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WIREs Nanomed Nanobiotechnol
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Protein nanoparticles in molecular, cellular, and tissue imaging

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Abstract The quest to develop ideal nanoparticles capable of molecular, cellular, and tissue level imaging is ongoing. Since certain imaging probes and nanoparticles face drawbacks such as low aqueous solubility, increased ROS generation leading to DNA damage, apoptosis, and high cellular/organ toxicities, the development of versatile and biocompatible nanocarriers becomes necessary. Protein nanoparticles (PNPs) are one such promising class of nanocarriers that possess most of the desirable properties of an ideal nanocarrier for bioimaging applications. PNPs demonstrate high aqueous solubility, minimal cytotoxicity, and multi‐cargo loading capacity. They are also amenable to surface‐functionalization, as well as modulation of their hydrophobicity and hydrophilicity. The use of PNPs for bioimaging applications has made rapid advancements in the past two decades. Being comparatively less explored, the field opens up a plethora of opportunities and focus areas to engineer ideal bioimaging protein nanocarriers. The use of PNPs as carriers of their natural ligands as well as other heavy metals and fluorescent probes, along with drug molecules for combined theranostic applications has been reported. In addition, surface functionalization to impart specificity of targeting the PNPs has been shown to reduce nonspecific cellular interactions, thus reducing systemic toxicity. PNPs have been explored for their application in imaging of numerous cancers, cardiovascular diseases as well as imaging of the brain using near infrared fluorescence (NIRF) imaging, magnetic resonance imaging (MRI), X‐ray computed tomography (CT), positron emission tomography (PET), single‐photon emission computed tomography (SPECT), ultrasound (US), and photoacoustic (PA) imaging. This article is categorized under: Biology‐Inspired Nanomaterials > Protein and Virus‐Based Structures Diagnostic Tools > In Vivo Nanodiagnostics and Imaging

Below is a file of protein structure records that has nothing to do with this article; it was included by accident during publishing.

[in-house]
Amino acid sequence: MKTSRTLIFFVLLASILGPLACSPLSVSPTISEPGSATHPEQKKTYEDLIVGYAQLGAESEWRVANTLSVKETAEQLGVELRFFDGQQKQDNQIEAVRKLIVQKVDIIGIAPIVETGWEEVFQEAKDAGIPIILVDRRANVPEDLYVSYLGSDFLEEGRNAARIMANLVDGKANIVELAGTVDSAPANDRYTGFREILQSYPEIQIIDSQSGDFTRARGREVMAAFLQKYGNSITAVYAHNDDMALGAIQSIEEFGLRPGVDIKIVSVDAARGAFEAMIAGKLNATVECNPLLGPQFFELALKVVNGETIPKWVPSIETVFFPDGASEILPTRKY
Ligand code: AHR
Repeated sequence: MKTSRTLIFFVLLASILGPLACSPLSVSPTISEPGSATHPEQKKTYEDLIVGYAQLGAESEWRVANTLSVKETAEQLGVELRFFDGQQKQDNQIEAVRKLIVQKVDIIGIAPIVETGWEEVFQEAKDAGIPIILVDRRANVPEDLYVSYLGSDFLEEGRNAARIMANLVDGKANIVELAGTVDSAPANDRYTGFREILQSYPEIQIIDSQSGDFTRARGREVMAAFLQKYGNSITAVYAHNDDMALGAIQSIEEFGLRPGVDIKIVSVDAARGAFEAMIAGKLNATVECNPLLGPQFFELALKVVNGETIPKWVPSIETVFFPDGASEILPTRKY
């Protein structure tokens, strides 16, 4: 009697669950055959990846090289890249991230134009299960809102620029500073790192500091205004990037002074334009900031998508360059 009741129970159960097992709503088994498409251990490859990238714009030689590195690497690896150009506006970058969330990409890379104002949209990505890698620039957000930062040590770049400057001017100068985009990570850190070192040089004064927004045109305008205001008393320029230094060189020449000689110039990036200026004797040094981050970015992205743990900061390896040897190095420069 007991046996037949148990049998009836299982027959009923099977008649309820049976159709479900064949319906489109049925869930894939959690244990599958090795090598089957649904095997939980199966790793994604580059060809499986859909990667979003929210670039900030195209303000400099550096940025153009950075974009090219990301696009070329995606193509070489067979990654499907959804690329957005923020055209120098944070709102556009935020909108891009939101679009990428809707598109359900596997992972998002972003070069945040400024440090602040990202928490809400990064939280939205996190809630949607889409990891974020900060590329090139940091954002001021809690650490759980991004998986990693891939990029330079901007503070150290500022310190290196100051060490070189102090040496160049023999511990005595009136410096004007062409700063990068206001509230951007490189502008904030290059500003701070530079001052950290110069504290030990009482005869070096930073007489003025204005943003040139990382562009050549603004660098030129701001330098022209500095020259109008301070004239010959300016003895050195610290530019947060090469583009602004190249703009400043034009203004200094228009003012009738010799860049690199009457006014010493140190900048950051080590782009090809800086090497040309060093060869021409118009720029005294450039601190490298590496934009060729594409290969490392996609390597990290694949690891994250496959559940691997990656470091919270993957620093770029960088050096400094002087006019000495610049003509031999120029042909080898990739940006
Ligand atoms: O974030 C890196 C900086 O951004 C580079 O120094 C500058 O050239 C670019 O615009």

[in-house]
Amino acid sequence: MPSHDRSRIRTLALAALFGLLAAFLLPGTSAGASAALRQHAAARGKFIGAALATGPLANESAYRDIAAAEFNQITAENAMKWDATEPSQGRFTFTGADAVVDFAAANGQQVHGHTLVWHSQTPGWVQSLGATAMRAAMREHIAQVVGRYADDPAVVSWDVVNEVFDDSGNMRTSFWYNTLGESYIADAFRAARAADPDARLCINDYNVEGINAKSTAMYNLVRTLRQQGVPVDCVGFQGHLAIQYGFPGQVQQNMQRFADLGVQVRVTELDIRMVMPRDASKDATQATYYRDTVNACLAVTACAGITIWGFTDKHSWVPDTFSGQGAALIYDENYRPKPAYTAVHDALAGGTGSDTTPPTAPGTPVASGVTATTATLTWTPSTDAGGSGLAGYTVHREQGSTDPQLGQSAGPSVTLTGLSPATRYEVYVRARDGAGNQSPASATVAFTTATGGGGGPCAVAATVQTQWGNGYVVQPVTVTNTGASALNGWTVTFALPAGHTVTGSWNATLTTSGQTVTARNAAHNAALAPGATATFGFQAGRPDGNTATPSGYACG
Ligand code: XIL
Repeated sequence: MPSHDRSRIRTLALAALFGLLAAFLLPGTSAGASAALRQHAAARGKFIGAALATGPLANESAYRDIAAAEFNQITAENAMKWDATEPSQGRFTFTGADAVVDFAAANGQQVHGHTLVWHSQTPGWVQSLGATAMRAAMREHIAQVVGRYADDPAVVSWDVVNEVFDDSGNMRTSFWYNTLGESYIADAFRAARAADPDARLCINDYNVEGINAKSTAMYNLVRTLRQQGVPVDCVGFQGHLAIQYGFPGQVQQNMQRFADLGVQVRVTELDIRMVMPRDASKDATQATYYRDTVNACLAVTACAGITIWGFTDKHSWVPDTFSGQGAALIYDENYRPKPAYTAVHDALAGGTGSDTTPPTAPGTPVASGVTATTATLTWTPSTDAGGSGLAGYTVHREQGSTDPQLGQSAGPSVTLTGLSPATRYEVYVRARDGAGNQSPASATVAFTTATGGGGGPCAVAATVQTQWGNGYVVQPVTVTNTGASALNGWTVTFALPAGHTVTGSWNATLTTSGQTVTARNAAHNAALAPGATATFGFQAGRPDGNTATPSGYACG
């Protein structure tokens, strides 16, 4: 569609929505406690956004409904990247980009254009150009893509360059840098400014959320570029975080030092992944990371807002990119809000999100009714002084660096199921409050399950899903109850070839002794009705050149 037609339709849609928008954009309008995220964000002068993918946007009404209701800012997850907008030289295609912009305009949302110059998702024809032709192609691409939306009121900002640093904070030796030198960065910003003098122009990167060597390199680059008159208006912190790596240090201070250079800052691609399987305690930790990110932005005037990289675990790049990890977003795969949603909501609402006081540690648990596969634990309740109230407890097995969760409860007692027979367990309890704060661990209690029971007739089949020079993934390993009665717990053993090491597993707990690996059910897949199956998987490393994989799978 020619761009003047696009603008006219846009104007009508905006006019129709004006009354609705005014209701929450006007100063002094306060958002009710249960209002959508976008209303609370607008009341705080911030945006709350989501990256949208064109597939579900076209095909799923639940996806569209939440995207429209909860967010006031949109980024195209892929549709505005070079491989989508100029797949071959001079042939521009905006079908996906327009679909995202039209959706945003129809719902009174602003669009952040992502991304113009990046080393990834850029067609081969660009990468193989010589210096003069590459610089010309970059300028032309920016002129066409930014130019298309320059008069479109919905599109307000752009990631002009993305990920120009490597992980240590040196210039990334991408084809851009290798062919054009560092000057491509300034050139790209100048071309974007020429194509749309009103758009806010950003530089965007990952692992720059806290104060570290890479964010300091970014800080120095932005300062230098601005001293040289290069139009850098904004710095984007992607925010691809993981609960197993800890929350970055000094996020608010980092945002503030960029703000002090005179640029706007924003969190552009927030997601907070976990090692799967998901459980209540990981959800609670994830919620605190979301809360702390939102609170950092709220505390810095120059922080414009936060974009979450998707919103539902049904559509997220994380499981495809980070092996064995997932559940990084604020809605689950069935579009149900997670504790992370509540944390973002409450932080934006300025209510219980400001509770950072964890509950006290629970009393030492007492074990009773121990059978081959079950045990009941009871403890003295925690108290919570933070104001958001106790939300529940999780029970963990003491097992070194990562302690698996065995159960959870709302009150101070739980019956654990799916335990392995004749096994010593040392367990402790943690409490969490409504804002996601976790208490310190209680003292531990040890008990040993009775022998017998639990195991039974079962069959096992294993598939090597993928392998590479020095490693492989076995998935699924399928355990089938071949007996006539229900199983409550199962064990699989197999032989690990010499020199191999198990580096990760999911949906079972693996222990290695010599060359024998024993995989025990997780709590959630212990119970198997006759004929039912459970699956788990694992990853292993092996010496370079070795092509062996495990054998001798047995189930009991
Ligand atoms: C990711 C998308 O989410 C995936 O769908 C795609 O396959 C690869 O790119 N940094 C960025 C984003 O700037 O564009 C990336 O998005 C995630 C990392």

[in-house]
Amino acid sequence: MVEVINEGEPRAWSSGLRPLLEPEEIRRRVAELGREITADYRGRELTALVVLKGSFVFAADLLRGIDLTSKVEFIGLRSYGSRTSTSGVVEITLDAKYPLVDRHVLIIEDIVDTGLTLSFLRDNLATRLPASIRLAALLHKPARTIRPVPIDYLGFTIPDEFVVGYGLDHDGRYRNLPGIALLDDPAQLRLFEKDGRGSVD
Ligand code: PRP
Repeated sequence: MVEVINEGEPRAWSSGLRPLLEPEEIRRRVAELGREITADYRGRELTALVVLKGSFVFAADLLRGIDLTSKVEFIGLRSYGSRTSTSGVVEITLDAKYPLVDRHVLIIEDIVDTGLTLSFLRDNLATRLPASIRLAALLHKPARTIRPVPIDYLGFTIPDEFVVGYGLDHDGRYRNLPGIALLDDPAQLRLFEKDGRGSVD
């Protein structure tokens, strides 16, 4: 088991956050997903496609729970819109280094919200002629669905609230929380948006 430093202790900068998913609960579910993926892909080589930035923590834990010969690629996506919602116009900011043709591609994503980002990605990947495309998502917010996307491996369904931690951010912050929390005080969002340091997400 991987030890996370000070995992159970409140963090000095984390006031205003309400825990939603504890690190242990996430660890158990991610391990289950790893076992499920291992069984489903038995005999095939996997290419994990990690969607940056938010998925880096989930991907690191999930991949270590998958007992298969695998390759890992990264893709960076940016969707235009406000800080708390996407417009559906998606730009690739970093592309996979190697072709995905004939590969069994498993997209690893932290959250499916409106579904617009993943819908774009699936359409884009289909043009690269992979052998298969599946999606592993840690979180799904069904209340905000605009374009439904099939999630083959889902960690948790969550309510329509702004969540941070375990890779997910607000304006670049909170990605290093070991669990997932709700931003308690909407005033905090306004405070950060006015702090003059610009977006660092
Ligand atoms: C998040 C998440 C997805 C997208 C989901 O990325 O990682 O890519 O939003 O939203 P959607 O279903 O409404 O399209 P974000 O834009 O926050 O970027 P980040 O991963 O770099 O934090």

Use of protein nanoparticles (PNPs) for MR, NIRF, CT, SPECT, PET, and US imaging. PNPs have been used as multifunctional nanocarriers and can be employed for simultaneous bioimaging and drug delivery for a wide range of imaging modalities. The property of surface functionalization enables the PNPs to be used for specific targeting. SELF indicates targeting of natural receptors (e.g., transferrin) using unmodified PNP (e.g., ferritin) surface